WORKING, by Studs Terkel (BOOK Eight – Part 1 – The Age of Charlie Blossom)

An underground Chicago newspaper.

I’m only about half-way through this chapter and what a roller coaster ride it’s been already! You might be wondering, “Who the heck is Charlie Blossom?” Well, Terkel has an answer for us in his first interview and wow, I have so many feelings.

Note: I was originally gonna include two other interviews but this took so long and I wrote enough as is so I’ll include them in a future post!

Charlie Blossom (Copy Boy)

Just who is Charlie Blossom? He’s a man in his mid twenties, born of a “…upper-middle class family” (437) and interested in a life of activism, one that’s ideally divorced from his parents funds. Blossom has been living on his own for a while now and Terkel describes Blossom’s narrative skills as resulting in a “…somewhat discursive” (ibid, e.g. tangential) story-telling.

I think Terkel is being generous but let’s see where Blossom takes us:

My first real job was in a factory. I was hired to sweep the shit off the floor. They saw I was a good worker and made me a machine operator. I was eighteen and a conscientious objector. I told ’em at the factory I didn’t want to do any war work, any kind of contact with any military institution. I tried to adhere to my politics and my morality.

Since that time and through different jobs I’ve been led into compromises that have corrupted me.,

Ibid

This is pretty cool stuff, right? People trying to live by their own convictions and willing to speak up about it is de facto respectable, even if those convictions may not be the best. But here, not wanting to help the war machine even on an individual level is admirable as heck. I’m not sure it makes much of a difference, because what we need is structural change (whether now or in the 70s!) but if it helps people feel morally uplifted and gives them the strength to address systematic issues, why not?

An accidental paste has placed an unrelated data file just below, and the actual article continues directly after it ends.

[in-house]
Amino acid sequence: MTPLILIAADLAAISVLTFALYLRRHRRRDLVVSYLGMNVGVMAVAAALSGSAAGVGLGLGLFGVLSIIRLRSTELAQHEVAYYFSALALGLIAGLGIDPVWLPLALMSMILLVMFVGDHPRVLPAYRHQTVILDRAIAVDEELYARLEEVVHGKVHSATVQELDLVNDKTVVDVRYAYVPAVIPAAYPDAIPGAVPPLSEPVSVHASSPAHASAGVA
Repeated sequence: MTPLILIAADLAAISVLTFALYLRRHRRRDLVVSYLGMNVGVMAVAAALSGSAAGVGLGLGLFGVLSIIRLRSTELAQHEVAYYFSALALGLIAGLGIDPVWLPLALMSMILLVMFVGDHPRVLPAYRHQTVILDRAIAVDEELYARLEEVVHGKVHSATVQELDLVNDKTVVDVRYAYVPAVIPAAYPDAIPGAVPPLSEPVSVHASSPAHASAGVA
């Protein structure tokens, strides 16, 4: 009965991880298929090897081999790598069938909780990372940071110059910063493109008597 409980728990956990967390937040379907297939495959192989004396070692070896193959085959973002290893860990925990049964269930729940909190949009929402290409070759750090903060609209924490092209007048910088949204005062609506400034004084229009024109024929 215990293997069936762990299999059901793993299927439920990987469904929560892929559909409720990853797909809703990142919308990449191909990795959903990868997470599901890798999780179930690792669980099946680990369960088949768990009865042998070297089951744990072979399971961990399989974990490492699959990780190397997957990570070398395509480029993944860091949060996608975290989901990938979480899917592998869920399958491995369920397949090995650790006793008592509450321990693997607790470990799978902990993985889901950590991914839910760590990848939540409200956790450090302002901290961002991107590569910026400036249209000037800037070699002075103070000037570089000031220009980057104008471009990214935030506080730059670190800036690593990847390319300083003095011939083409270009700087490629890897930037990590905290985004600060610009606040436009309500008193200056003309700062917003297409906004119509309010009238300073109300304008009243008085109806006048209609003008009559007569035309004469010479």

Side note: The conflict between “lifestyle anarchism” and Everything El is an overwrought divide. Changing individual behavior can be a great path to getting more collective and systematic results. These two things are not mutually exclusive and don’t have to take away from each other.

So good for Blossom!

On the other hand, Blossom thinks he’s doing nothing:

I had a real battle with myself [because of my job]. If I had any real guts, I’d say, “Fuck it,” and walk out. I would be free. All this emotional tension was making me a prisoner.

If I would just get up, I would put this down and say, “This is bogus, it’s bullshit, it’s not worthy. I’m a human being. A man, a woman shouldn’t have to spend time doing this”—-and just walk out.

I’d be liberated.

But I didn’t.

437-38

I hate to be a downer but Blossom is A) putting way too much pressure on himself via his moral values. And I know all about feeling like a failure, feeling like I’m not living up to my own morals in really important ways. It’s different than it is for Blossom, but I still can understand that sentiment. Ultimately though, feeling like you don’t have the guts to do better isn’t going to help. What Blossom (and by extension myself) want to do with this sort of rhetoric is shame ourselves into being better.

And I don’t know if y’all have read any Brené Brown but shame doesn’t work as a motivator. It in fact works as a de-motivator because, surprise, it makes you feel like shit. You don’t want to accomplish your goals, let alone do that while simultaneously adhering to your own morals. Shame convinces us the mistakes we’ve made define us.

And to clarify, I’m not against guilt. Shame isn’t not guilt because guilt is, “I made a mistake and I feel bad” while shame is (and I’m quoting Brown), “I am a mistake and I am bad.” and while it may seem like Blossom isn’t going that far, I think that’s the beginning of his train of thought. “I can’t live by my values! I have no guts! I would be free if I could do this but I’m weak.”

On top of that, there’s a few things wrong with this sentiment:

  1. He’s not doing it because he’s weak but because the economic effects of capitalism are so pervasive and all-consuming. Just because you can’t beat up a giant, doesn’t make you weak if you can also beat up everyone in your village easily. And there’s strength past physical strength, the emotional strength to tell your boss you don’t want anything to do with the war? That’s huge! I don’t know if I’d have the guts to do something, though then again, I’d never work in a place that had direct influence over the war in the first place, if I could help it.